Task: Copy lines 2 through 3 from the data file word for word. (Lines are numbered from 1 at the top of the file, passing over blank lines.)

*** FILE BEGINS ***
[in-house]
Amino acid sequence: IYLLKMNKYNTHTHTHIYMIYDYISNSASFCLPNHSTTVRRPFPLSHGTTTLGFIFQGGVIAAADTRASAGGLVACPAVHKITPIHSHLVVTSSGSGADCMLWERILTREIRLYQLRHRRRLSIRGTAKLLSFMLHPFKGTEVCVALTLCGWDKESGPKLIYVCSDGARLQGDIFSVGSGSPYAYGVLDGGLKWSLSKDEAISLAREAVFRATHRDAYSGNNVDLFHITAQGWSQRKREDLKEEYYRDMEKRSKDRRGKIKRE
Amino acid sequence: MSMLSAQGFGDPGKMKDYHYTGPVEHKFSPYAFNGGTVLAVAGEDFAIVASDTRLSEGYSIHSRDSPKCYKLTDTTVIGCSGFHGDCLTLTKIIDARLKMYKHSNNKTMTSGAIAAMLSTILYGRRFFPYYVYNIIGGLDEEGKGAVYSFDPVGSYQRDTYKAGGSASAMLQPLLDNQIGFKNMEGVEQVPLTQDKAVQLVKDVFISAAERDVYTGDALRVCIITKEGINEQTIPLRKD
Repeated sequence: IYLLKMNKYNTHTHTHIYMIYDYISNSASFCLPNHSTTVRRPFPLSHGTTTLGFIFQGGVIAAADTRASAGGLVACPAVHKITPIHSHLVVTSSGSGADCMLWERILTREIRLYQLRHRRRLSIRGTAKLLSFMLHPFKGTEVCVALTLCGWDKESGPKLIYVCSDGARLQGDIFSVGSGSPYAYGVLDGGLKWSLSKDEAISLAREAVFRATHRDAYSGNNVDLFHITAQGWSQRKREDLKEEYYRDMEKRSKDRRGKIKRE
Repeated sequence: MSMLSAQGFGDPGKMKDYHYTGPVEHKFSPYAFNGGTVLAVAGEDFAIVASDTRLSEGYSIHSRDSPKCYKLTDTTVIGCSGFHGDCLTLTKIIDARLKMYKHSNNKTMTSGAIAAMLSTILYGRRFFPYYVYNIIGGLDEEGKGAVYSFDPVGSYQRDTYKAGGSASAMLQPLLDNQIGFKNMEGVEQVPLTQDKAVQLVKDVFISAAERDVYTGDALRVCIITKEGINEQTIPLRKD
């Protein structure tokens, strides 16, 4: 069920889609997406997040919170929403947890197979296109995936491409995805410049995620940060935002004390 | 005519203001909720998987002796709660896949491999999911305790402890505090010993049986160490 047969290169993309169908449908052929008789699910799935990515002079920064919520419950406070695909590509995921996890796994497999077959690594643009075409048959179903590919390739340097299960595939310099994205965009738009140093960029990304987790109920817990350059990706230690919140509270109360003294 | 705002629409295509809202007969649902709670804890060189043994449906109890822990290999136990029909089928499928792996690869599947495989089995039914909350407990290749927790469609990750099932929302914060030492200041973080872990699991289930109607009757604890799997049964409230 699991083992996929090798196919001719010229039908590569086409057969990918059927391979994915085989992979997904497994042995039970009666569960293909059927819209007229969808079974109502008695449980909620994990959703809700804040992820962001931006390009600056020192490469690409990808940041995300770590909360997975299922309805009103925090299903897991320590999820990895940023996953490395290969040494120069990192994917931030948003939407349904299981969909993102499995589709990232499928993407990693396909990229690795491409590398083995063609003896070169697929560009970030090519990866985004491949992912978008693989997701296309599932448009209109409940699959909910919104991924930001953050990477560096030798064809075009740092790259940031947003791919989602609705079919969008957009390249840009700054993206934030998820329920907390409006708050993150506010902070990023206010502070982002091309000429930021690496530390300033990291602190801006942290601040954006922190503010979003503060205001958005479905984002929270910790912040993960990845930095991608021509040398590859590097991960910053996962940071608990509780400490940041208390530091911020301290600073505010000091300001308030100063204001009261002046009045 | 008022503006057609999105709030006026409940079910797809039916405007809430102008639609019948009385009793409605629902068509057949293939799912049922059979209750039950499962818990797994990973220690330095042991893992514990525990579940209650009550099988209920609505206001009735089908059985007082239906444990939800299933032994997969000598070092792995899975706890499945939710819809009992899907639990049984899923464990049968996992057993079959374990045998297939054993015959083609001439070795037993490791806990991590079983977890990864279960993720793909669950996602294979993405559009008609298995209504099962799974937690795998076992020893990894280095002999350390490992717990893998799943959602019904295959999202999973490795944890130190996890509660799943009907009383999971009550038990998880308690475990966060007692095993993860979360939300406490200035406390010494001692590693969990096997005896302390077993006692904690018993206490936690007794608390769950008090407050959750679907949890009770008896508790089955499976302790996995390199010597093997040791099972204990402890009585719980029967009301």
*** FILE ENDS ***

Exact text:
Amino acid sequence: IYLLKMNKYNTHTHTHIYMIYDYISNSASFCLPNHSTTVRRPFPLSHGTTTLGFIFQGGVIAAADTRASAGGLVACPAVHKITPIHSHLVVTSSGSGADCMLWERILTREIRLYQLRHRRRLSIRGTAKLLSFMLHPFKGTEVCVALTLCGWDKESGPKLIYVCSDGARLQGDIFSVGSGSPYAYGVLDGGLKWSLSKDEAISLAREAVFRATHRDAYSGNNVDLFHITAQGWSQRKREDLKEEYYRDMEKRSKDRRGKIKRE
Amino acid sequence: MSMLSAQGFGDPGKMKDYHYTGPVEHKFSPYAFNGGTVLAVAGEDFAIVASDTRLSEGYSIHSRDSPKCYKLTDTTVIGCSGFHGDCLTLTKIIDARLKMYKHSNNKTMTSGAIAAMLSTILYGRRFFPYYVYNIIGGLDEEGKGAVYSFDPVGSYQRDTYKAGGSASAMLQPLLDNQIGFKNMEGVEQVPLTQDKAVQLVKDVFISAAERDVYTGDALRVCIITKEGINEQTIPLRKD